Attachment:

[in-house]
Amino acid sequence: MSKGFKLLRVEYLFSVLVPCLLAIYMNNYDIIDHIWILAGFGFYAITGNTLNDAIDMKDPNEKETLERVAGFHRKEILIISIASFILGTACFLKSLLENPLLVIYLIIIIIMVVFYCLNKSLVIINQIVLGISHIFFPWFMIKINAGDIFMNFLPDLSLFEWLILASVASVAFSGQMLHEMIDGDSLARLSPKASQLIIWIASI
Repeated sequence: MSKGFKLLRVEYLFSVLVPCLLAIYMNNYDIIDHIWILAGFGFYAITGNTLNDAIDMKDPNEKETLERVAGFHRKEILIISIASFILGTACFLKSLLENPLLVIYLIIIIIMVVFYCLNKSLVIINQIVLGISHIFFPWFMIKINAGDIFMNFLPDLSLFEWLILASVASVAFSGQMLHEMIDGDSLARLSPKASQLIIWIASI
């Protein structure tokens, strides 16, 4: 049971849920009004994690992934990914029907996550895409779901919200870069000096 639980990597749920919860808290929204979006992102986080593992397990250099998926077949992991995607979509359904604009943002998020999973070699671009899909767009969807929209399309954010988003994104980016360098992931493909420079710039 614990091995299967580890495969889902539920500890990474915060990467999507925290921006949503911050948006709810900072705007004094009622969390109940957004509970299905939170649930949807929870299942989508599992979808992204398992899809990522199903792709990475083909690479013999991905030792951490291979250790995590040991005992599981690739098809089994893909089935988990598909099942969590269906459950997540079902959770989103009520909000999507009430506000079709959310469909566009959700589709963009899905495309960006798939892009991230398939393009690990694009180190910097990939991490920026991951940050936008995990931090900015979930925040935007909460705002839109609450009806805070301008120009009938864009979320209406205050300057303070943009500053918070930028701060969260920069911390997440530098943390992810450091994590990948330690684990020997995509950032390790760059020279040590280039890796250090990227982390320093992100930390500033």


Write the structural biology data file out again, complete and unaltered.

[in-house]
Amino acid sequence: MSKGFKLLRVEYLFSVLVPCLLAIYMNNYDIIDHIWILAGFGFYAITGNTLNDAIDMKDPNEKETLERVAGFHRKEILIISIASFILGTACFLKSLLENPLLVIYLIIIIIMVVFYCLNKSLVIINQIVLGISHIFFPWFMIKINAGDIFMNFLPDLSLFEWLILASVASVAFSGQMLHEMIDGDSLARLSPKASQLIIWIASI
Repeated sequence: MSKGFKLLRVEYLFSVLVPCLLAIYMNNYDIIDHIWILAGFGFYAITGNTLNDAIDMKDPNEKETLERVAGFHRKEILIISIASFILGTACFLKSLLENPLLVIYLIIIIIMVVFYCLNKSLVIINQIVLGISHIFFPWFMIKINAGDIFMNFLPDLSLFEWLILASVASVAFSGQMLHEMIDGDSLARLSPKASQLIIWIASI
């Protein structure tokens, strides 16, 4: 049971849920009004994690992934990914029907996550895409779901919200870069000096 639980990597749920919860808290929204979006992102986080593992397990250099998926077949992991995607979509359904604009943002998020999973070699671009899909767009969807929209399309954010988003994104980016360098992931493909420079710039 614990091995299967580890495969889902539920500890990474915060990467999507925290921006949503911050948006709810900072705007004094009622969390109940957004509970299905939170649930949807929870299942989508599992979808992204398992899809990522199903792709990475083909690479013999991905030792951490291979250790995590040991005992599981690739098809089994893909089935988990598909099942969590269906459950997540079902959770989103009520909000999507009430506000079709959310469909566009959700589709963009899905495309960006798939892009991230398939393009690990694009180190910097990939991490920026991951940050936008995990931090900015979930925040935007909460705002839109609450009806805070301008120009009938864009979320209406205050300057303070943009500053918070930028701060969260920069911390997440530098943390992810450091994590990948330690684990020997995509950032390790760059020279040590280039890796250090990227982390320093992100930390500033």